After the Wellington College issue erupted last week when boys were exposed making claims or expressing false bravado about it being a thing to have sex with drunk girls, a protest was organised to be held outside the boys’ school.
That reaction was misguided, targeting a single school and singling out one incident would have likely inflamed the situation rather than help it.
A more reasonable and sensible protest was organised and it was held today outside Parliament.
Hundreds of people have gathered outside Parliament to protest against rape culture and call for better sex and consent education in secondary schools.
Not a huge turnout but a good number to make a strong statement.
Poor weather in the capital did not keep people at bay, with men and women of all ages – including at least 100 secondary school students – turning out.
On the lawn outside Parliament, Wellington High School student Norma McLean told the crowd she did not want to live in fear any longer.
“Today we send an important message to New Zealand that we will not put up with rape culture any longer… the buck stops here. I want my future to be equal to any man’s.”
Another speaker said: “It is important we teach the rights a woman has over her own body.”
Good on them for speaking up. This could be a turning point in teen attitudes towards sex, making it loud and clear that crappy and disrespectful and abusive behaviour and sexual predation and assault is not the norm and is not acceptable.
Much better to have the protest in a neutral location and having it at Parliament attracted attention from politicians.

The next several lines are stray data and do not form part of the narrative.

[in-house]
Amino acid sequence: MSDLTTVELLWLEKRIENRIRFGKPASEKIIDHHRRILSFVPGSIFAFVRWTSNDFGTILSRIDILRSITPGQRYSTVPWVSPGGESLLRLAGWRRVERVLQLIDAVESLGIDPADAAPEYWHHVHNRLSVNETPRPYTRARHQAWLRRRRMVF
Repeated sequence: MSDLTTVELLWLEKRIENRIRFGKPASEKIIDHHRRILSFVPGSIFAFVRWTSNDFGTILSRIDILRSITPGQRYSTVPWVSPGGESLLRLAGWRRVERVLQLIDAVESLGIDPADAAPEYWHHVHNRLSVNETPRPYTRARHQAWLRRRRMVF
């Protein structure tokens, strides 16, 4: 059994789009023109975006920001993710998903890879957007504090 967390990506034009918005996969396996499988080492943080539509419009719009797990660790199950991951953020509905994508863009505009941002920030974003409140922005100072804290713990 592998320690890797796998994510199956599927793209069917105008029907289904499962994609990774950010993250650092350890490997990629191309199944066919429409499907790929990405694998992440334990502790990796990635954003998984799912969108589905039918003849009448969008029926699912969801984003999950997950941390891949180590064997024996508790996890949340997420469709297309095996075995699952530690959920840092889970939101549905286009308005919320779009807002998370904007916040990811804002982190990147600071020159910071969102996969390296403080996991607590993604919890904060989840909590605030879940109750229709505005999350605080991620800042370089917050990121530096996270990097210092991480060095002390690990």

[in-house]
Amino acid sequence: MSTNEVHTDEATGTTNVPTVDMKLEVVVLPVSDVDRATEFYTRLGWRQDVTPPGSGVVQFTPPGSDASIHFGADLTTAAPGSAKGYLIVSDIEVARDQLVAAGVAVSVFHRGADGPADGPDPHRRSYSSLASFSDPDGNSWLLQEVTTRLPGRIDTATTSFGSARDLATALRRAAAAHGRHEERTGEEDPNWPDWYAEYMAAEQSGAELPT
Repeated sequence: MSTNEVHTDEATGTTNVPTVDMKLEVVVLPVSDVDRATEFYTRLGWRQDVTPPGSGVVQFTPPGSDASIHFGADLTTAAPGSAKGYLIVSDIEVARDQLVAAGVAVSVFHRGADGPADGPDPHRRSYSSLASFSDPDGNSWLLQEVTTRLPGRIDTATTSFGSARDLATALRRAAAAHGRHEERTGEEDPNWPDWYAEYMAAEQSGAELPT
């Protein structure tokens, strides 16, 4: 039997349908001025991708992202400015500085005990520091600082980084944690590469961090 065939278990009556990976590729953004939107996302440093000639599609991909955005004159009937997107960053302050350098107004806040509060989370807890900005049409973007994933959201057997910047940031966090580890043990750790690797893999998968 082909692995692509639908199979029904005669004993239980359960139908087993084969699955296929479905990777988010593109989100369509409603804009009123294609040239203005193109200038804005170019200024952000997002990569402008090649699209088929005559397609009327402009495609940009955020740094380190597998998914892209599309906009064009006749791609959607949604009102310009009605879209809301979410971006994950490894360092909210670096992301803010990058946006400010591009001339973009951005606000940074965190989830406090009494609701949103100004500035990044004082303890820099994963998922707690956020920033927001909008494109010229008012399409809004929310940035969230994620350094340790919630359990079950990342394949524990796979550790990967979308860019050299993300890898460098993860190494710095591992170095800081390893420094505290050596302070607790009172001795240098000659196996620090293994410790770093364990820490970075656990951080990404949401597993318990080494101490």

Deputy Prime Minister and Minister for Women Paula Bennett said the government had heard the calls to make sure consent was included in the curriculum for sex education, which was compulsory in Year 10.
“I think it is incredibly powerful that such a big group has turned out. I want to praise [those] that are speaking out and calling out behaviour that is not acceptable at any level,” she said.
Good to see the Minister for Women take part and take note.
A member of the group, Mia Faiumu, told RNZ’s Michael Cropp she hoped people would take away the message that joking about rape was not okay.
“It’s very harmful to people, to victims, and we hope that people take away that this isn’t an issue that should be normalised at all.
“We are calling for compulsory education within our schools on consent and we hope that is something that leads to wider discussion.”
Ms Faiumu said the protesters had received support from a number of MPs, and she hoped Ms Bennett’s promise their voices were being heard and changes were being made was true.
MPs from other parties also supported the protest.